Government policies push higher union raises – Orange County Register

Want to know who’s getting good raises? Look for the union label.

A new Goldman Sachs study for the first quarter of 2024 found compensation for private-sector union workers rose 6.6% over the previous year, “once again far outpacing compensation growth for nonunion workers, which also increased but to a more moderate 4.1%.”

Unions have been enjoying a resurgence under President Biden. The April 24 New Yorkerreported “many scholars and union officials have come to view Joe Biden as the most pro-labor President since Franklin Roosevelt, a designation he has proudly embraced.”

American Progress in Februarycited Ford’s giant new electric-vehicle battery plant in Tennessee as an example of President Biden’s pro-labor policies. The plant received a taxpayer-guaranteed loan from Biden’sInfrastructure Investment and Jobs Act of 2021 after Ford signed project labor agreements guaranteeing high union wages. That might be good for the beneficiaries of federal dollars and those specific union employees. But the 2021 act’s $1.2 trillion price tag is one reason inflation has risen so much in recent years across the country.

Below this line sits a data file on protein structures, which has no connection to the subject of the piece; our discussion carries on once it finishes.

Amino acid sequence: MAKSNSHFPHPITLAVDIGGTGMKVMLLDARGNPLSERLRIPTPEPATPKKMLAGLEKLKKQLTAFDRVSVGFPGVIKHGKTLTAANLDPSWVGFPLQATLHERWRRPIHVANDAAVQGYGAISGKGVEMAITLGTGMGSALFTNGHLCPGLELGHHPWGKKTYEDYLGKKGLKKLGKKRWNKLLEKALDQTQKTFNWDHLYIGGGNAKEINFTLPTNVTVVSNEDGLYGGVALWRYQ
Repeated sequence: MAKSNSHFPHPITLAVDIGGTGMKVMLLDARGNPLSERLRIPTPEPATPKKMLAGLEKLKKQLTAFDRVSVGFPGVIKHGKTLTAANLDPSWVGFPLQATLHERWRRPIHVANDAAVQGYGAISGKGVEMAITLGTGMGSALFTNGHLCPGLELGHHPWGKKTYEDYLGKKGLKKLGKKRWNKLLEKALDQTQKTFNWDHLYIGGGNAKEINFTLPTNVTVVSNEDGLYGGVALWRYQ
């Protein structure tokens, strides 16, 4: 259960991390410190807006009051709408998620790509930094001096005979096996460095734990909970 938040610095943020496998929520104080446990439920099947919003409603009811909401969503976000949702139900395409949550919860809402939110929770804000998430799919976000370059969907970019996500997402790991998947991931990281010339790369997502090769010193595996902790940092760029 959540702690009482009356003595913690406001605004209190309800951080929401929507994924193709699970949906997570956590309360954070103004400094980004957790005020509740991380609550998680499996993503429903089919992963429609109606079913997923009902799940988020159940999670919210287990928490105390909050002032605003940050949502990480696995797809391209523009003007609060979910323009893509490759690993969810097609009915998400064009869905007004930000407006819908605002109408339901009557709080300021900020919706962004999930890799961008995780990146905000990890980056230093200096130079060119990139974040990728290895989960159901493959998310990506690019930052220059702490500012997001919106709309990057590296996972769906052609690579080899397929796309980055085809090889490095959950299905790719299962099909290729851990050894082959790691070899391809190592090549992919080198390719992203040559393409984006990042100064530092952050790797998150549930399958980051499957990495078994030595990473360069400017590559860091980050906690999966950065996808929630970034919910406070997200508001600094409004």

Raymond Sfeir, director of the A. Gary Anderson Center for Economic Research at Chapman University, points out that one reason union pay is rising faster now is because their contracts commonly extend several years, with expiring contracts dating back to before the inflation of the Biden era. By contrast, pay for non-union workers rose faster than for union workers from 2021-23 because their contracts are shorter and can be renegotiated more quickly to reflect inflation. Yet ultimately, he said, “For firms with labor unions the pay increase will be higher because of the power the labor union has.”

The Goldman Sachs overview looked only at jobs in the private sector. While most American workers aren’t in a union, about half of those who are in a union work for the government.

Public sector compensation in California has risen sharply in recent years.

Last May, the United Teachers of Los Angeles approved acontract with the Los Angeles Unified School District raising pay 21% through 2025. It’s certainly not because the quality of instruction has improved that much. Most of the students on their watch fail to meet grade-level standards in mathematics and English language arts.

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